Photo: Nicholas Jones
Let's get bike lanes on the Danforth.
The Danforth can have it all: wide sidewalks, protected bike lanes, and on-street parking, with little impact on motor vehicle traffic capacity. We're calling for bike lanes on this well-used corridor.
Sign the pledge so that our elected officials know we're already riding, and it's time for the infrastructure to catch up to the numbers. Kudos to Ward 14 Bikes (former Ward 30) Toronto-Danforth ward advocacy group for their bike count showing bikes at 21% mode share during the p.m. peak - in line with Bloor bike count numbers immediately prior to bike lane installation. The Danny is indeed ready for protected bike lanes!
Support our work:
- The more members we have, the stronger our voice is at City Hall!
- Join or renew your membership to help support impactful campaigns like Danforth Loves Bikes!
- Already a member? Consider making a donation to this campaign to bolster our advocacy efforts.
- Sign up for Action Alerts to find out how you can support bike lanes on the Danforth.
Background: Danforth bike lanes would fill a gap in Toronto's cycling network
There is a significant gap in Toronto’s cycling network east of the Don Valley. The Bloor Viaduct helps connect east end cycling commuters out of the core via the protected bike lanes on Sherbourne St. However, the lanes end at Broadview Ave. There are several north-south bike routes east of Broadview Ave but no high quality infrastructure options to connect them. All of the other bridges crossing the Don (Gerrard, Dundas and Queen) have streetcar tracks which make continuous routes challenging, if not impossible.
Danforth Ave is the east-end’s only route with the potential to extend continuously to the downtown west of the Don Valley - while connecting to the Woodbine Ave. bike lanes. All of the other bridges crossing the Don (Gerrard, Dundas and Queen) have streetcar tracks which make continuous routes challenging, if not impossible. Danforth is a consistent width (16.5 m) and significantly wider than all of the east-end alternatives with more potential to accommodate cycling infrastructure with less impact on traffic and parking
In July 2018, Cycle Toronto joined David Suzuki Foundation and Friends & Families for Safe Streets in speaking to the excellent Danforth Planning Study report presented to Toronto & East York Community Council on July 5. We were pleased to see the Community Council pass motions (subject to full Council approval at its July 23-25 meeting) supporting a Complete Streets Study for the Danforth in 2019 which will lay the groundwork for the installation of protected bike lanes.
Bike lanes on the Danforth requires a Major Corridor Study, but we've witnessed no progress since June 2016, when City Council voted unanimously to reinstate a Danforth Avenue Major Corridor Study (as included in the 10 Year Cycling Network Plan).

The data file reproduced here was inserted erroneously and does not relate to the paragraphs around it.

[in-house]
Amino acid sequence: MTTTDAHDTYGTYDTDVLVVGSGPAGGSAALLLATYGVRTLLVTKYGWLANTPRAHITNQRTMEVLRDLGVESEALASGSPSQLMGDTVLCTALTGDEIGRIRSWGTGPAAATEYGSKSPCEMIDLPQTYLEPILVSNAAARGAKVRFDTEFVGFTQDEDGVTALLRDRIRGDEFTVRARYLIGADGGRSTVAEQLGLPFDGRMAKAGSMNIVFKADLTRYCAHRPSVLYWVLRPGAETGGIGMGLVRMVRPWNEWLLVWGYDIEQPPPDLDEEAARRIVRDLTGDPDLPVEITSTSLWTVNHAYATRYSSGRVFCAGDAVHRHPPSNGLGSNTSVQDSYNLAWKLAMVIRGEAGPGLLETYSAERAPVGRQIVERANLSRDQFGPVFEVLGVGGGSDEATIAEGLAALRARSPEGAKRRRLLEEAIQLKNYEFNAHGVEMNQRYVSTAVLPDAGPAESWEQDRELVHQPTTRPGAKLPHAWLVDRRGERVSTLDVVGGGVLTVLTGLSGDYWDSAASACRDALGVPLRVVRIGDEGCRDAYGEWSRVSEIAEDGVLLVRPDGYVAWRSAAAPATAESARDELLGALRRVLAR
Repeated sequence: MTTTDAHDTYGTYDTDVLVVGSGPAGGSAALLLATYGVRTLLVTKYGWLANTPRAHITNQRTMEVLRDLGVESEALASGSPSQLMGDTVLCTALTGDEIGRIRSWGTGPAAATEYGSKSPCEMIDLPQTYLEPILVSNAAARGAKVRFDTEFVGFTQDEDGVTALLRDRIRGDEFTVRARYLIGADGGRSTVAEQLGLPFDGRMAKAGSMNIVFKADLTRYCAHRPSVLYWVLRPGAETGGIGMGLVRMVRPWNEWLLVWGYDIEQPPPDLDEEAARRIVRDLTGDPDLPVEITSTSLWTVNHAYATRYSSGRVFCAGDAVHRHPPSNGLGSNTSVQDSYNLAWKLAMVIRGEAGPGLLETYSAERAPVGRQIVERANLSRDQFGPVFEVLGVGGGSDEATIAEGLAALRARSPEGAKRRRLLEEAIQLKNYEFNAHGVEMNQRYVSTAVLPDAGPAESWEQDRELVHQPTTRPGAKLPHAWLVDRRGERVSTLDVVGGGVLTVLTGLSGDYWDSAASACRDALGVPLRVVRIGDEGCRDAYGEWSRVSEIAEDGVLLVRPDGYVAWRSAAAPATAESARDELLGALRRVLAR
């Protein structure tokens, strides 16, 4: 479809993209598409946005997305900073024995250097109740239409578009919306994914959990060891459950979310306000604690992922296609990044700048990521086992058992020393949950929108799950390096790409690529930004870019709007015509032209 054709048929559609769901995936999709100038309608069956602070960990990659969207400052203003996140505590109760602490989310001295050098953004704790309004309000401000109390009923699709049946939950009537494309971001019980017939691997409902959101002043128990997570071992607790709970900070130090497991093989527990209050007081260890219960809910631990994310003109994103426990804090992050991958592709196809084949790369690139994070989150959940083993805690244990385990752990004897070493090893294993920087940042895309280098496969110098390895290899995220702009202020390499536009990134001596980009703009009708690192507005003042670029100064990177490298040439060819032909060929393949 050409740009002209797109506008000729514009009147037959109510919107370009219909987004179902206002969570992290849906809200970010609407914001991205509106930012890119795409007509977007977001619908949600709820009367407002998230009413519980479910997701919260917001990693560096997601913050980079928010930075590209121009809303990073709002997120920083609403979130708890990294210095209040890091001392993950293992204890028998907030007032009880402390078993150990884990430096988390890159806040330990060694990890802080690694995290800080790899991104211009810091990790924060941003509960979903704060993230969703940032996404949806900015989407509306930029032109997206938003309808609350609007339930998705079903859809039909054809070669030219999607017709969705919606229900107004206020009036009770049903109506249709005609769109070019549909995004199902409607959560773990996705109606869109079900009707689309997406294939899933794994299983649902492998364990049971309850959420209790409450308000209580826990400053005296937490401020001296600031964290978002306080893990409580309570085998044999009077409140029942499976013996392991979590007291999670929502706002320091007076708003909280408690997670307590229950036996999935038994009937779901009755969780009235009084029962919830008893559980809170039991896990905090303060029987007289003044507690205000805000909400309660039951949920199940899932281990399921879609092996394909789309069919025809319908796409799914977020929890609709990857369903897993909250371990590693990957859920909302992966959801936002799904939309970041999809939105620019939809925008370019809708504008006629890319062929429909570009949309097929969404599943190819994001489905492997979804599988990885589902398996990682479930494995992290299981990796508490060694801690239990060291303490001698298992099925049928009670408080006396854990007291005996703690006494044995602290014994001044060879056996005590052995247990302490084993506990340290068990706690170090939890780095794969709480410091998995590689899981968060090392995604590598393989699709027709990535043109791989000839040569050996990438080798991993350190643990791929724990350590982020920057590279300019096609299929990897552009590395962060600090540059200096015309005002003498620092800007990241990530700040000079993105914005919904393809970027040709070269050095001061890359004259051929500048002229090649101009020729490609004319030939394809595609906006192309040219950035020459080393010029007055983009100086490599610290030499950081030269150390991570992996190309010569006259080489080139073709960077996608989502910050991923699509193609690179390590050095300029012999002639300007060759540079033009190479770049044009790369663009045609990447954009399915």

You can also read the June 15, 2018 Staff Report recommending a Major Corridor Study.
5 Reasons to Build Bike Lanes on Danforth
A majority of people arrive by walking, cycling or transit. A 2014 study by Ryerson University students and the Toronto Centre for Active Transportation found that more than 80% of patrons arrived to Greektown by walking, cycling or transit (Playter Blvd to Carlaw Ave).
Cyclists spend more money. Portland State University researchers found that customers who arrive by bike spend 24% more per month than those who arrive by car.
Protected bike lanes increase retail sales. New York City found that protected bike lanes had a significant positive impact on the strength of local business. After the construction of a protected bike lane on 9th Avenue, local businesses saw a 49 percent increase in retail sales. In comparison, local businesses throughout Manhattan only saw a 3 percent increase in retail sales.
Torontonians want to ride more often. Over 70% of Torontonians would cycle more if infrastructure were improved. People are already biking in large numbers on the Danforth. Adding protected lanes would allow drivers and cyclists to co-exist in their own safe, predictable space.
If you build it, they will come. Study after study demonstrates that after protected bike lanes are installed on main streets, cycling volumes increase significantly. Cycling volumes on Richmond St. and Adelaide St. have increase by an incredible 1,194% along the busiest part of the route, west of University Ave. after protected bike lanes were installed - and motor vehicle volume flows as before.
Request a Danforth Loves Bikes sticker
Do you run a business on Danforth Ave and want to show your support for bike lanes on Danforth? Email info [at] cycleto [dot] ca to request a sticker.
List of supporters
This map shows businesses along Danforth Ave that support adding Danforth to the new bike plan and launching a pilot project as soon as possible! Drop by, shop and thank them for their support.
Enhancing cycling on Danforth is good for local business!
Data and image with thanks to Daniel Arancibia, Toronto Cycling Think & Do Tank
Above Pape & Danforth: 3,005 people are within a 5 minute walking distance of Pape & Danforth. Over 42,000 people are within a 5 minute bicycle trip to Pape & Danforth.